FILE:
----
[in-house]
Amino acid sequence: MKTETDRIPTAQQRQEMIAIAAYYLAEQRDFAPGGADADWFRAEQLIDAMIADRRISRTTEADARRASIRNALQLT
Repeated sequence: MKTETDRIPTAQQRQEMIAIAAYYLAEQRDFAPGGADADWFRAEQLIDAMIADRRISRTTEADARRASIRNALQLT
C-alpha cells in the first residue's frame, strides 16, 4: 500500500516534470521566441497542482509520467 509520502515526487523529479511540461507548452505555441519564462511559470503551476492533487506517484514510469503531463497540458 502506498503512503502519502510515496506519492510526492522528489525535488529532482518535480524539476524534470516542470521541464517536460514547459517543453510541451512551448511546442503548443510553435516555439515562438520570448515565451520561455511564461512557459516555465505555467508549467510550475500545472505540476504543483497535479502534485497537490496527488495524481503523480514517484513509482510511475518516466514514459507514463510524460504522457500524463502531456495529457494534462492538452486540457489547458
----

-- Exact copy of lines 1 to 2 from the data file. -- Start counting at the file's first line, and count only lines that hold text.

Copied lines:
[in-house]
Amino acid sequence: MKTETDRIPTAQQRQEMIAIAAYYLAEQRDFAPGGADADWFRAEQLIDAMIADRRISRTTEADARRASIRNALQLT